A quick car shuffle and we filled the van with packs and the rest of the group and parked up at the base of Moelwyns. The day took the usual pattern of each of group members being given a point to navigate to, throughout the day the points got smaller and more tricky. We had to come up with a plan, using all the tools we'd learnt on the previous days, to get to that point. For once the weather wasn't playing ball, hill fog and low cloud began to roll in on a freshening breeze. By the time we reached where we would be spending the night the wind was blowing, the temperature dropping and the mist was thickening. Tents were pitched, food was cooked and by 6.30pm it was getting dark. Time to cosy up in a sleeping bag and ride out the storm. Unfortunately not.
It was time to head out again. Night navigation. Navigating at night. In the dark. When you can't see. The hill fog was now dense, there was no point of reference except what we could see in the pool cast by our head torches. For four hours we wandered around looking for pools of water, corners in fences, stream junctions and various other topographical features. It was a welcome site to return to the tents. They were being battered by the wind but were the only shelter we had for the night.
I'm not a fan of strong wind, even less so when only a couple of thin sheets of nylon (albeit technically enhanced nylon) are protecting me so little sleep was had by me. I lay there waiting for the light to come, which it eventually did, so I could escape the claustrophobic confines of my tent. Unzipping the door didn't help much as the hill fog was still there, thicker than before, and the wind was still there, stronger than before. A hasty breakfast and we helped each other strike camp and stopped our tents becoming the largest kites in Snowdonia.
On the way down we took it in turns navigating different legs. Visibility was only slightly improved from being in the dark and the rain had joined the wind to give a real taste of what the mountains could throw at us. We returned to the layby where everyone had left their cars ready for the final lesson of the course. We were wet, we were tired, so what better to keep us on our toes than a river crossing. In various formations we waded back and forth across a knee deep river learning techniques that could prove lifesaving if ever the need arose.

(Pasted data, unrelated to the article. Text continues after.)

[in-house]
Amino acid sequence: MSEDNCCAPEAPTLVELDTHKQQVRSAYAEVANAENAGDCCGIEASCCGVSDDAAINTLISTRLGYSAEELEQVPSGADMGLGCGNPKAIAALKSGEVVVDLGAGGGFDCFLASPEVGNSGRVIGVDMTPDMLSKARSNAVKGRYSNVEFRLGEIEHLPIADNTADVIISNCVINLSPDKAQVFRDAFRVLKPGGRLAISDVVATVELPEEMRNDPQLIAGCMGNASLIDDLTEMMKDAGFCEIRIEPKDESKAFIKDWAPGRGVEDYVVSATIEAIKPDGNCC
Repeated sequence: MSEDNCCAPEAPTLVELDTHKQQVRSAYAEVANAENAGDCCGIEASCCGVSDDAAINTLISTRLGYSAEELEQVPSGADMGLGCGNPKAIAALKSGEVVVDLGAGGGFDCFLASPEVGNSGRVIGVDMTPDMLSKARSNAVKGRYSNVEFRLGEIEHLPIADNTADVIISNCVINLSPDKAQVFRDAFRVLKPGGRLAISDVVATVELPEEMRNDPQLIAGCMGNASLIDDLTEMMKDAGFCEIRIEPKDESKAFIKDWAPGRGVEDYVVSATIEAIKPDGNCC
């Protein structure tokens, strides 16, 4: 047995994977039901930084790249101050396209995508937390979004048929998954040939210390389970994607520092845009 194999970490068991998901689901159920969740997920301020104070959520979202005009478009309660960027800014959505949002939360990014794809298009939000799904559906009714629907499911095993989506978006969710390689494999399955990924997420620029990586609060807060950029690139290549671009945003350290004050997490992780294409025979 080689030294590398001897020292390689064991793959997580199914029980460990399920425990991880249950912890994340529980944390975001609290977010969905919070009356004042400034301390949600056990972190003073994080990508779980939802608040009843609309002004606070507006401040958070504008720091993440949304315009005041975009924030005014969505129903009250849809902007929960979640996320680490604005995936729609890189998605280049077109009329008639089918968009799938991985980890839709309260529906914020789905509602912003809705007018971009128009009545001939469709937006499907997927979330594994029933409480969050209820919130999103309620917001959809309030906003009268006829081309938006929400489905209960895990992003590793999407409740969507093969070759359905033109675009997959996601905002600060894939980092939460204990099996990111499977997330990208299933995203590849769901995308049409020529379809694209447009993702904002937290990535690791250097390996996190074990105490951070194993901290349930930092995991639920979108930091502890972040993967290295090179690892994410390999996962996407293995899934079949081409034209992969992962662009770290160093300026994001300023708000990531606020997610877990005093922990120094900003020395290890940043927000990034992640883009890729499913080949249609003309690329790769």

Back at the cars we quickly changed and headed for the café for a warming cup of tea and a slice of cake. A final debrief and some personal feedback and that was it. Training was finished, time to go off and consolidate our learning before returning for assessment. It's been one hell of a week, we've learnt a huge amount about the mountains and the skills needed to lead groups in them. From a group of strangers on Friday night we were now a close nit unit of navigating ninjas. Promises of meeting up again were made and hugs were exchanged and cars returned their tired owners to various corners of the country. Hopefully, someday soon, my boots will find their way home too.
Thanks to Dol Peris guest house for providing warmth and shelter, Padarn Lake Hotel for providing us with food on a couple of nights, Spice of Llanberris for finally letting us in on our final night and to the local Spar for keeping us supplied with wine, cider and Doritos.
Finally a massive thank you to the other candidates on the course for providing me with some of the funniest moments I've had in years. Good luck to you all and see you in the hills.